Sample size was calculated considering knowledge of the study intervention as the primary outcome variable. Accounting for a 10% loss to follow-up the sample size was calculated to be 120. With an alpha error of 5%, this would have a power of 80% to detect a difference of 25% in the primary outcome variable between the intervention (group counseling) and the control (individual counseling) arms. We did not adjust for clustering as we expected a very low design effect, given the homogeneity in the socio-demographic and educational profile of our potential participants.
Data were entered in Epi-Info 2002 (CDC, Atlanta, GA, USA), and analyzed using STATA version 9.0 (StataCorp, College Station, TX, USA) software. Descriptive statistics were calculated for all study variables. The intracluster correlation coefficient (ICC) calculated for the present study was found to be 0.02. Consequently, the design effect was calculated as 1.1 (1.0-1.2), with a median (range) cluster size of 7 (3-12). This was considered to be low , hence, standard methods of analysis were used. Comparison between the intervention and control arm was done using the χ2 test or the Fisher's exact test for categorical variables and using the two-tailed independent t-test or Mann-Whitney U test for continuous variables.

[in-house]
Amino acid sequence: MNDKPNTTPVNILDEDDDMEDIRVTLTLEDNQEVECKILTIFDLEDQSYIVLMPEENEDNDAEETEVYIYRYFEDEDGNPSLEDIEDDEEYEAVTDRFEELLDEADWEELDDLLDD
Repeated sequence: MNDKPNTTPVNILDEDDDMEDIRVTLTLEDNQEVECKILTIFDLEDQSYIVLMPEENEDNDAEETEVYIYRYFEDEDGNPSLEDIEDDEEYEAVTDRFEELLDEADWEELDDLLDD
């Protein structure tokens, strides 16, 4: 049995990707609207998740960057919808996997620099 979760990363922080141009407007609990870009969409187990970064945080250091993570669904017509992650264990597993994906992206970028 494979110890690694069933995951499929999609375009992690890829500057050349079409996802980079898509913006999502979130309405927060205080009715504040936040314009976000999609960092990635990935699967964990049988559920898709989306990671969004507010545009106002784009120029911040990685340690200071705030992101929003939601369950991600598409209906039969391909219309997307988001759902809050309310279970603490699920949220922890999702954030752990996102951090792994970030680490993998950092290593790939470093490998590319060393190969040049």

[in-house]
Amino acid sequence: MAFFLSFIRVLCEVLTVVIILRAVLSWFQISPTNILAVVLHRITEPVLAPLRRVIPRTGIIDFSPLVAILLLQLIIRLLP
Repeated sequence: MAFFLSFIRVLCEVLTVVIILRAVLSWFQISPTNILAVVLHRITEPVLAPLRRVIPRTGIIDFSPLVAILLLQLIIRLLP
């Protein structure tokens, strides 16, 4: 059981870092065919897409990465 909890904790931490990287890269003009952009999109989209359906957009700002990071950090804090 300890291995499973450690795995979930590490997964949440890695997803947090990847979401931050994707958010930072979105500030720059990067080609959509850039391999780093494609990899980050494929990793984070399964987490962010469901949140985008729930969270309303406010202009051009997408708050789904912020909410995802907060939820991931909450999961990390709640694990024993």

Baseline socio-demographic characteristics of the respondent families
(n = 50)
(n = 68)
Mean (SD) age of respondent 1
Mean (SD) age of study child 1
Respondent gender: Female 2
Child gender: Female3
Hindu religion 2
Mean (SD) years of education (respondent) 4
Mean (SD) years of education (head of the household) 1
Nuclear family 3
Housewives(only for female respondents) 2
Low SES 2
Mean (SD) number of family members 1
All respondents knew that their child was participating in a research study. However, when asked what the main purpose of the study was, 113 (95.8%) of the respondents stated that it was to test how many children were underweight. Only one respondent could state the real purpose of the study, i.e. to test the efficacy of nutritional supplementation on underweight children. When asked about the study intervention, 111 (94.1%) respondents correctly identified either one of the two interventions i.e. special food supplementation or health education. There was no difference between the intervention and control arm in this respect (Fisher's exact test; P = 0.13). Only three respondents correctly identified both.